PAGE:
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Sunday, December 28, 2008

NYC Deputy Chancellor Christorpher Cerf in Trouble

December 5, 2008
Schools Official Is Chided About Soliciting Donation

New York City investigators have found that a deputy schools chancellor solicited charitable contributions from executives of Edison Schools, an Education Department vendor for whom he once worked.

The city’s Conflicts of Interest Board closed the matter without taking action against the deputy chancellor, Christopher Cerf. But in a letter to Mr. Cerf, the board’s chairman, Steven B. Rosenfeld, said that Mr. Cerf had used his city position to benefit the Darrow Foundation, a nonprofit group on whose board he sits. The letter also provided a “formal reminder of the importance of strict compliance with the city’s conflicts of interest law.”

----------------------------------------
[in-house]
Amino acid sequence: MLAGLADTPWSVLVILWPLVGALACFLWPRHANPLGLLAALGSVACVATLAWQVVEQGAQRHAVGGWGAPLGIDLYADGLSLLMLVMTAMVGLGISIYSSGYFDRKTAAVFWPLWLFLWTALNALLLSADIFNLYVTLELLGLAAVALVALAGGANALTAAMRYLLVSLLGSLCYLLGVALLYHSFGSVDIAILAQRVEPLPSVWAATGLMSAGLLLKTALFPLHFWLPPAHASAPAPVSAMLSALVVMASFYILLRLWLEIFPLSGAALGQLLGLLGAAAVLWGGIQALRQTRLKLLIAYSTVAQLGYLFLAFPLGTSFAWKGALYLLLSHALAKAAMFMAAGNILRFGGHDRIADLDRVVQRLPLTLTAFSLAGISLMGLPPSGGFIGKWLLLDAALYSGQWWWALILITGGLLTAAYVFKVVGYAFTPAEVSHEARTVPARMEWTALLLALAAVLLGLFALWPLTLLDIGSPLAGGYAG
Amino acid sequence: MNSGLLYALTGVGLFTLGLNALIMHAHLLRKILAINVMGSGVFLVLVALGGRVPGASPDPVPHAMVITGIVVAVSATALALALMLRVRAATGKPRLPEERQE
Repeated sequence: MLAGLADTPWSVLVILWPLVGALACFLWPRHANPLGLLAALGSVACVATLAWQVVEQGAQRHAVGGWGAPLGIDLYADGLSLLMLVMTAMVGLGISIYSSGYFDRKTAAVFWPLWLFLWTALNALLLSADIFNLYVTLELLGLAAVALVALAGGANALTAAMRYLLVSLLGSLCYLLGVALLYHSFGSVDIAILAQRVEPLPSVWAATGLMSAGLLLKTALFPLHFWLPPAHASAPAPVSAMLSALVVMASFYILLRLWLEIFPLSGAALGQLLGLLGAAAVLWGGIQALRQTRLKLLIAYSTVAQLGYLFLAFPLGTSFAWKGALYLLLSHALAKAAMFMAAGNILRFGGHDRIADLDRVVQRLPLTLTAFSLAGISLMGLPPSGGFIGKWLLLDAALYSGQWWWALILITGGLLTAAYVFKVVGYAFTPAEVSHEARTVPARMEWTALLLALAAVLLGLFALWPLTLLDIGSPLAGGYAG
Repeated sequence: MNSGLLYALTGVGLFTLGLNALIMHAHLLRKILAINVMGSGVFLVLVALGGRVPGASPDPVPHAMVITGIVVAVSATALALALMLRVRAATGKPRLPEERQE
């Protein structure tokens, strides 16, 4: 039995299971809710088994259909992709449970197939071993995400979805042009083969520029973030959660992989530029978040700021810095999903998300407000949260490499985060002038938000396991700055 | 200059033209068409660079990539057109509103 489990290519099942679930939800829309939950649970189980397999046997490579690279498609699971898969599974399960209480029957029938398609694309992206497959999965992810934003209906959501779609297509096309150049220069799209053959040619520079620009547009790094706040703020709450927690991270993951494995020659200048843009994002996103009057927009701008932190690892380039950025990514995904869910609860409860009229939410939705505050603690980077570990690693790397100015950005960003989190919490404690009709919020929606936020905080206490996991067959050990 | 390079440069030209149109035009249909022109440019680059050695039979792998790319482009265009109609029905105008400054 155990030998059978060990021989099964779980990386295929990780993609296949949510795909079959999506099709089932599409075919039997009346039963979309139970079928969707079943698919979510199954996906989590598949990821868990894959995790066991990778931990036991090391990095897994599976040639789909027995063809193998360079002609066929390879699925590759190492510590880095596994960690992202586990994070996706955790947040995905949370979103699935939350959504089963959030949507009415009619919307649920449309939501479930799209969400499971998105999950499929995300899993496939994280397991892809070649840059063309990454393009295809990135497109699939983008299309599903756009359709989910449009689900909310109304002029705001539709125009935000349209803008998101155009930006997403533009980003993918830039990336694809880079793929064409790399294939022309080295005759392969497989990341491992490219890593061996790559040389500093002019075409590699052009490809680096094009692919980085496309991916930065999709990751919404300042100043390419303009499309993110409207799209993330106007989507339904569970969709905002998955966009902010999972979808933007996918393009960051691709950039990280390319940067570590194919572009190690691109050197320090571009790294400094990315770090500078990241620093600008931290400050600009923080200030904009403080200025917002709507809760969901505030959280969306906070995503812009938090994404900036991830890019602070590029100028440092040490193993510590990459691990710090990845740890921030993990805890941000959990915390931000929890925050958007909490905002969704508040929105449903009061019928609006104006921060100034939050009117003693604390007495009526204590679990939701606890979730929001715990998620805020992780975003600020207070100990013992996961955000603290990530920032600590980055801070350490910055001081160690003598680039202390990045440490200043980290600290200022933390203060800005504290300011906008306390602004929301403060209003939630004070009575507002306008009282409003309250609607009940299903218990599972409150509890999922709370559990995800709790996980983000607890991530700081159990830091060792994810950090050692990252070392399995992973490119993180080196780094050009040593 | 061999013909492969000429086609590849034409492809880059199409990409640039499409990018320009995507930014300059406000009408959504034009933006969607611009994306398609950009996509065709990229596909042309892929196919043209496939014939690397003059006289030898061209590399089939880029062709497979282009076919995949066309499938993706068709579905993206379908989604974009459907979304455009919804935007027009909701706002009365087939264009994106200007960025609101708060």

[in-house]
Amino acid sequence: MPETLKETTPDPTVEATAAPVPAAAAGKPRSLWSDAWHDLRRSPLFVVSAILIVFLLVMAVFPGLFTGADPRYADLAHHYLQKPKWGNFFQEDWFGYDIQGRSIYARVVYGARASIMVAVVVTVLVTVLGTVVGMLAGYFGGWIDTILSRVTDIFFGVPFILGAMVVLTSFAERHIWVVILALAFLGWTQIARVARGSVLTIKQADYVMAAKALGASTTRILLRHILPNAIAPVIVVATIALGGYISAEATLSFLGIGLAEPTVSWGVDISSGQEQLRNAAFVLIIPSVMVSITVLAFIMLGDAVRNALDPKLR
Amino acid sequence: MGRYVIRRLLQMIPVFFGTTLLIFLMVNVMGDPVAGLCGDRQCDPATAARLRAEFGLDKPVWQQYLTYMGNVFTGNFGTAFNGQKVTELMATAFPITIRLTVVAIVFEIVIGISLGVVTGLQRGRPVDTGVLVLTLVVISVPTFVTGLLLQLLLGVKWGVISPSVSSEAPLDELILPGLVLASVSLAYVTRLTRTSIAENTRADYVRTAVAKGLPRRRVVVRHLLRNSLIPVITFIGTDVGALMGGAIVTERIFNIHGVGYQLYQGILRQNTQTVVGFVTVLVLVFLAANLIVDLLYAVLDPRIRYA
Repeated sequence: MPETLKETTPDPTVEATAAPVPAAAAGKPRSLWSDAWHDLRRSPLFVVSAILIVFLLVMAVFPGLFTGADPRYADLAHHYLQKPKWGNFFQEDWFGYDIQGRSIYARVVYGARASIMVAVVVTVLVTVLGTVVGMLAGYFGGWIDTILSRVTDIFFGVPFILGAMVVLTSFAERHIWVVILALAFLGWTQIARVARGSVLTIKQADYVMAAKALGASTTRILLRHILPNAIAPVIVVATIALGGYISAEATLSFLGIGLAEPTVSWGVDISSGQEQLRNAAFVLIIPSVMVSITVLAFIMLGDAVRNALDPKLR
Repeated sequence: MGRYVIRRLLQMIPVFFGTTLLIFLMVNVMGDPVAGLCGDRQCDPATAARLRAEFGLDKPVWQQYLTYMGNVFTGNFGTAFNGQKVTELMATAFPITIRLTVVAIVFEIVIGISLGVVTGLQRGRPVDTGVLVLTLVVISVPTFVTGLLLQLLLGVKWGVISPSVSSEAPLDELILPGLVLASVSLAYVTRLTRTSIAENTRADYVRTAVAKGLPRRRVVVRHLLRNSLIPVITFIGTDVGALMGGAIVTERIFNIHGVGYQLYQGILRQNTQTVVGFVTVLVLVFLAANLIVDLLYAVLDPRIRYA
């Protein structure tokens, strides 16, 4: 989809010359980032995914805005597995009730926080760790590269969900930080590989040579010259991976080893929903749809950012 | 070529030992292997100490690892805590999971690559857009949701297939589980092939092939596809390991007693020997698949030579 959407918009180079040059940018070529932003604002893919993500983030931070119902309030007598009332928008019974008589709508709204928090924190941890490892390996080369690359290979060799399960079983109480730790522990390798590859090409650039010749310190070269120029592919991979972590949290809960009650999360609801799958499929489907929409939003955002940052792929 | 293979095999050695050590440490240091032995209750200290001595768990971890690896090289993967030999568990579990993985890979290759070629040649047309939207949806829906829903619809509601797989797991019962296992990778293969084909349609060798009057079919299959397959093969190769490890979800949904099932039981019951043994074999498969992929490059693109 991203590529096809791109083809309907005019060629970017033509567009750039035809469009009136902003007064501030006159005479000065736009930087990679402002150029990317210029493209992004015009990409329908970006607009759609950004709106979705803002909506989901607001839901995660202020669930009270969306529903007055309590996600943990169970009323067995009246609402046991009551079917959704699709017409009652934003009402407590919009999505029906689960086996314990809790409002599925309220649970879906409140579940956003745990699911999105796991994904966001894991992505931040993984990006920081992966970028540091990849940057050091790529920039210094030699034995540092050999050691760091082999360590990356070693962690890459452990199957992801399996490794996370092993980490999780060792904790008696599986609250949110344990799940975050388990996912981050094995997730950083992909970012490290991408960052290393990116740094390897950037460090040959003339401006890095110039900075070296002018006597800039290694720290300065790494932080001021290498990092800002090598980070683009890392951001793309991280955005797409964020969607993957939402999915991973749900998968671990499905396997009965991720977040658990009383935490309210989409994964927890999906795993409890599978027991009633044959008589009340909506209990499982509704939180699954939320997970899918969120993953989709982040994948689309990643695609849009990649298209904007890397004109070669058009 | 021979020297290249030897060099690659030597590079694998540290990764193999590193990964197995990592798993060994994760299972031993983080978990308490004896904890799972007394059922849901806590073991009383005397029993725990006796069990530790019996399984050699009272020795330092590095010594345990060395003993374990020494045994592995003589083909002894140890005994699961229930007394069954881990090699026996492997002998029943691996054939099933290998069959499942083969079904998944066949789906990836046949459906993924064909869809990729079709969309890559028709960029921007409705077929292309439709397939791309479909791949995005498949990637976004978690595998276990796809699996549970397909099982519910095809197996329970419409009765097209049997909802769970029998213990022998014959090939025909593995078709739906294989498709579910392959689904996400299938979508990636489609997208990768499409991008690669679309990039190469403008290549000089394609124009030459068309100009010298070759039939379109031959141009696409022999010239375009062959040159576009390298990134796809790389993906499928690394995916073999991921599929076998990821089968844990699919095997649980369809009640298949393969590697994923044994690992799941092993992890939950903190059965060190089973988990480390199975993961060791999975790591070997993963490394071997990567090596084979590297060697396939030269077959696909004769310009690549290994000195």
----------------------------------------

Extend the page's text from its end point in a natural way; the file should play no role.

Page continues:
Mr. Rosenfeld’s letter referred Mr. Cerf to several sections of the City Charter. One of them states that public servants should not attempt to use their positions to obtain privileges for themselves “or any person or firm associated” with them. Another says that public servants should not solicit charitable donations from “persons or firms likely to come before the officials’ agencies or be affected by their official actions.”

“In this instance, it appears that you were aware that Edison Schools was likely to come before the D.O.E. and/or to be affected by your official actions on behalf of the D.O.E.,” Mr. Rosenfeld said in the letter.